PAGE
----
We provide secure confinement, reformative programs, and a process of supervised community reintegration to enhance the safety of our communities. AS 44.28.020
- Secure Confinement
- Supervised Release
- Reformative Programs
|A: Result - Enhance community safety by providing secure confinement and successful re-entry of released prisoners.|
Target #2: Decrease the number of special incident reports.
Number of Special Incident Report Level Assaults
Analysis of results and challenges: During 2011 there was an increase of 40 reported Special Incident Assaults. This was an increase from 66 reported in 2010 to 106 reported for 2011. This increase was anticipated due to clarification provided in May 2010 which defined the types of assaults for reporting purposes. This change in reporting resulted in additional assaults being reported for 2011.
The increased reporting is primarily associated with inmate on inmate lower level assaults such as pushing, shoving, or other incidents that may not have required medical attention, but created a situation that could lead to a more serious assault.
Tracking and monitoring of these reports assist in identifying if the assault was a result of operational situations that lends itself to these types of offender behaviors or if the Department’s training is adequate for Correctional Officers given these types of situations. Tracking the Serious Incident Reports (SIRs) within the correctional facilities allows the department the opportunity to review operating and training procedures to see in detail how specific situations are handled by staff. In an effort to enhance the staff’s ability to address these types of situations, the department is in the process of updating and enhancing the current Field Training Officer Program through the National Institute of Corrections.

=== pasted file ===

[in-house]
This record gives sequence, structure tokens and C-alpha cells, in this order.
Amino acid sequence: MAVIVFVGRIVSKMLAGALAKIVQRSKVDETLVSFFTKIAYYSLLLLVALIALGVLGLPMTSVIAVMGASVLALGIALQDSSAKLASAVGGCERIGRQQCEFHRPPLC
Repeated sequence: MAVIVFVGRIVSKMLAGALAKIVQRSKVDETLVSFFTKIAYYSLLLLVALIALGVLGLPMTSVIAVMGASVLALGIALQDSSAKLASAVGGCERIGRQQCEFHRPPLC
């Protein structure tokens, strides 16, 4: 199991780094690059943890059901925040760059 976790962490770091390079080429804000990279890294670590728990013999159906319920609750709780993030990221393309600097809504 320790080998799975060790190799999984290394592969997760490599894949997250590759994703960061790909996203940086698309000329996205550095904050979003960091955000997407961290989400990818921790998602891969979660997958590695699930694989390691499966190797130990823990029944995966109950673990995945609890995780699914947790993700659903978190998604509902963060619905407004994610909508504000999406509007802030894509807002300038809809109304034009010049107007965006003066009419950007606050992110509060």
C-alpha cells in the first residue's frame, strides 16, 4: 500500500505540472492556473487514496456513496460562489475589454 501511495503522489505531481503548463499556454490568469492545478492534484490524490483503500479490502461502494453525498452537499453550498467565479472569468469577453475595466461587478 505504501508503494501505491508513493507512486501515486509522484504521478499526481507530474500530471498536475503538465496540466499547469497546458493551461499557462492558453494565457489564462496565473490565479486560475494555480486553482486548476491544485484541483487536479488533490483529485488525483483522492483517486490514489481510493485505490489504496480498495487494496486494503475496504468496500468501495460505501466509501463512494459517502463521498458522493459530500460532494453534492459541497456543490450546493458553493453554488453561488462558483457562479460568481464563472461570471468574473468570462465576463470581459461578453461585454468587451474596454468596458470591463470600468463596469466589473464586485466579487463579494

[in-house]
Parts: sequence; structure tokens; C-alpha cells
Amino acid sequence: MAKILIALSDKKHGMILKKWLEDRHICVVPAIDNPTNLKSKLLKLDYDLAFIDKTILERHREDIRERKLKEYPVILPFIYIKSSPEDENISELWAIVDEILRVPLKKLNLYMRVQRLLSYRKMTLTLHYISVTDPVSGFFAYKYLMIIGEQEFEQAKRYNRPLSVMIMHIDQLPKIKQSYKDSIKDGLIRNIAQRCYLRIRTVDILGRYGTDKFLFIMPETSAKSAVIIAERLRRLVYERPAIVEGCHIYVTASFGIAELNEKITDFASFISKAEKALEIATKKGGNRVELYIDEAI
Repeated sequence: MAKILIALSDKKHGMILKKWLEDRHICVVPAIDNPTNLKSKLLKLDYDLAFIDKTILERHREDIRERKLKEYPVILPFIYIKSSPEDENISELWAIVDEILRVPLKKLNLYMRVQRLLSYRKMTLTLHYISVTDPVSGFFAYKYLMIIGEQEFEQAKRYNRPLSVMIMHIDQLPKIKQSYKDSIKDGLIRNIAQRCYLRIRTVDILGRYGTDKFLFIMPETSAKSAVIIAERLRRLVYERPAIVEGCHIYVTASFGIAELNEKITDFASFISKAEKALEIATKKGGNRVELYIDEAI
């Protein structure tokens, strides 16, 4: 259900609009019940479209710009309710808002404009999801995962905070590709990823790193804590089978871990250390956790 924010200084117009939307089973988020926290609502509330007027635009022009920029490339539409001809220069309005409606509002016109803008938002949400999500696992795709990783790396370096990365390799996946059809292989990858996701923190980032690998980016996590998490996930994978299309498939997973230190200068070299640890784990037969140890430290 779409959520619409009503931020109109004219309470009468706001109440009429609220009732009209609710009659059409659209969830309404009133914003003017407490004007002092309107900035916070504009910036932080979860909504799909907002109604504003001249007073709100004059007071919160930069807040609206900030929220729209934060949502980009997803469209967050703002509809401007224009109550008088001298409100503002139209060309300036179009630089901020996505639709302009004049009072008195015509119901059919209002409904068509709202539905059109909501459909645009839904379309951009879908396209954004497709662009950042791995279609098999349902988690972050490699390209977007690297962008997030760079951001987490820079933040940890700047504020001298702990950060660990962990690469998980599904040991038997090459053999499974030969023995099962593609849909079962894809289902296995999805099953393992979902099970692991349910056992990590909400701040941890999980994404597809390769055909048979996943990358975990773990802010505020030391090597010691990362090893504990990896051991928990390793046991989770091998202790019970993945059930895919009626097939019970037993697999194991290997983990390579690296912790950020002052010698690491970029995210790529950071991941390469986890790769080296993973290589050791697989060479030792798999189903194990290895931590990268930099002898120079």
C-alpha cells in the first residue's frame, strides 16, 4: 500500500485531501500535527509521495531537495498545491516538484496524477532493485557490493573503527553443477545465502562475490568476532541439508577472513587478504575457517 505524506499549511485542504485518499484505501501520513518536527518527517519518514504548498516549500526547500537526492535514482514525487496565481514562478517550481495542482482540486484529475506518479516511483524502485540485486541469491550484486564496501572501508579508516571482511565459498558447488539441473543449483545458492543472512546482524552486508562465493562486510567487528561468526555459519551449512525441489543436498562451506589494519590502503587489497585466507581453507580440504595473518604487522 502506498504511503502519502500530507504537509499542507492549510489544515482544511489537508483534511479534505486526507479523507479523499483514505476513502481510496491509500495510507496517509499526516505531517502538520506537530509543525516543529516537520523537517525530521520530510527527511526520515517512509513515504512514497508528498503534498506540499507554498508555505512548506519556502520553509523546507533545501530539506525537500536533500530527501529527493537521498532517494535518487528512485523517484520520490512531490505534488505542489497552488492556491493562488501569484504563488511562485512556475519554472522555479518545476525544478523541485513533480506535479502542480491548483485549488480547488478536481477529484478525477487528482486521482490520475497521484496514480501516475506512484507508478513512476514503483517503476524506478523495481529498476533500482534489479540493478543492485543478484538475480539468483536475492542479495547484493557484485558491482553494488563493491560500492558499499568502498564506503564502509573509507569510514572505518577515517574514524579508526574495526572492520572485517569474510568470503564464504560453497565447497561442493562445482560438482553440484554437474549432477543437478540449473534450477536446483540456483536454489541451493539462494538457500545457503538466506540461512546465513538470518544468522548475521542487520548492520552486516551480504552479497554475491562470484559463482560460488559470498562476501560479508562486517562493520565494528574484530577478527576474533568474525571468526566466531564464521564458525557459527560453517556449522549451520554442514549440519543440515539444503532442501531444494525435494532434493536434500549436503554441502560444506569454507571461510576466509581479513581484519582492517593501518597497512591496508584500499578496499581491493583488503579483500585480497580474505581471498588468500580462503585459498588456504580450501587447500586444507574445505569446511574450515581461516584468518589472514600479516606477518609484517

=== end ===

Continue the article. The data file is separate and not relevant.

This process allows the Department to better ensure the safety of staff and offenders while incarcerated.
Target #3: Increase the percent of probationers and parolees who satisfy their court ordered conditions of release.
Percentage of Probationers and Parolees Who Successfully Satisfy Court Ordered Conditions of Release
Analysis of results and challenges: Probationers and parolees who are unsuccessful in satisfying their court or parole ordered conditions of release are returned to incarceration increasing the offender population and the cost of incarceration. Increasing the number of successful discharges improves recidivism rates, allowing for increased public safety while decreasing victimization and costs to the state.
Proactively supervising probationers and parolees will enhance their successful re-entry in the community increasing the number of successful discharges. Proactive supervision targets proven supervision methods that are known to decrease the likelihood of failure in the community or causing future harm through assessing risk to reoffend, employing motivational interviewing techniques and tailoring supervision strategies to address criminogenic needs (i.e., housing, treatment, criminal attitudes, pro-social activities, etc). Best practices consistently show that these needs must be addressed to improve recidivism rates, increase public safety and ultimately decrease repeated victimization.
However, identifying available or limited community resources for probationers and parolees create significant challenges in areas such as housing, employment, substance abuse treatment, mental health counseling, etc.